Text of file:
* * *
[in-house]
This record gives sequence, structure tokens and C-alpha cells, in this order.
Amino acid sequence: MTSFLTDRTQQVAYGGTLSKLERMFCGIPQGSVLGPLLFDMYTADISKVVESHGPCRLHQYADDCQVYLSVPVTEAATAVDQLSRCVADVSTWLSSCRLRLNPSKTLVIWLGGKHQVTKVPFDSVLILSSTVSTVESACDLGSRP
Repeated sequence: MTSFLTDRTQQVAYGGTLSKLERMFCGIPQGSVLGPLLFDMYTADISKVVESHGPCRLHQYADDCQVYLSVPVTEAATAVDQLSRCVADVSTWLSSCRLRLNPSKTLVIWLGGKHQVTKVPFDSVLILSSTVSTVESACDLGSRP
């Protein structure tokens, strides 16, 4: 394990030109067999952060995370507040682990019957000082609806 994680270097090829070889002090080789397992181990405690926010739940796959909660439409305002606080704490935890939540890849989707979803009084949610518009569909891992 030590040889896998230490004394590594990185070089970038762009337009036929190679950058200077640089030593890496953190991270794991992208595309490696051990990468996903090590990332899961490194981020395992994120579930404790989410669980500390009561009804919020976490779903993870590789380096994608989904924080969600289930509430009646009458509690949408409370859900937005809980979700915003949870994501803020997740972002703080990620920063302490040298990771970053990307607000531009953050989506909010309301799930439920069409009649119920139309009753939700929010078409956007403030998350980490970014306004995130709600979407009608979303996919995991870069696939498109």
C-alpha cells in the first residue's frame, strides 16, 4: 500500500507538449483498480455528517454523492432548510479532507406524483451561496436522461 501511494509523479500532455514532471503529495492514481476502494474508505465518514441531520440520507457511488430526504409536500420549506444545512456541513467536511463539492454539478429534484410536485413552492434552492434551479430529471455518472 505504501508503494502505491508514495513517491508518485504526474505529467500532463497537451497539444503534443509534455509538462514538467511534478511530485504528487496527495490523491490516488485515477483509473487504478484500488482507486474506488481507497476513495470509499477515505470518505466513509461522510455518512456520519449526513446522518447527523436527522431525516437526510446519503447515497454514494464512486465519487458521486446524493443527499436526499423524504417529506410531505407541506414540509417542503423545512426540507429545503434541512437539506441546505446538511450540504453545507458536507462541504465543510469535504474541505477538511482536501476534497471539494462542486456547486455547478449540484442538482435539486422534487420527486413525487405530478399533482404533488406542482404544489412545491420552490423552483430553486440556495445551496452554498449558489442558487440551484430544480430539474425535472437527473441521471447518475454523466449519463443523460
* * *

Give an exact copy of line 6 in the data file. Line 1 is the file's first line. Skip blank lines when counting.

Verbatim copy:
C-alpha cells in the first residue's frame, strides 16, 4: 500500500507538449483498480455528517454523492432548510479532507406524483451561496436522461 501511494509523479500532455514532471503529495492514481476502494474508505465518514441531520440520507457511488430526504409536500420549506444545512456541513467536511463539492454539478429534484410536485413552492434552492434551479430529471455518472 505504501508503494502505491508514495513517491508518485504526474505529467500532463497537451497539444503534443509534455509538462514538467511534478511530485504528487496527495490523491490516488485515477483509473487504478484500488482507486474506488481507497476513495470509499477515505470518505466513509461522510455518512456520519449526513446522518447527523436527522431525516437526510446519503447515497454514494464512486465519487458521486446524493443527499436526499423524504417529506410531505407541506414540509417542503423545512426540507429545503434541512437539506441546505446538511450540504453545507458536507462541504465543510469535504474541505477538511482536501476534497471539494462542486456547486455547478449540484442538482435539486422534487420527486413525487405530478399533482404533488406542482404544489412545491420552490423552483430553486440556495445551496452554498449558489442558487440551484430544480430539474425535472437527473441521471447518475454523466449519463443523460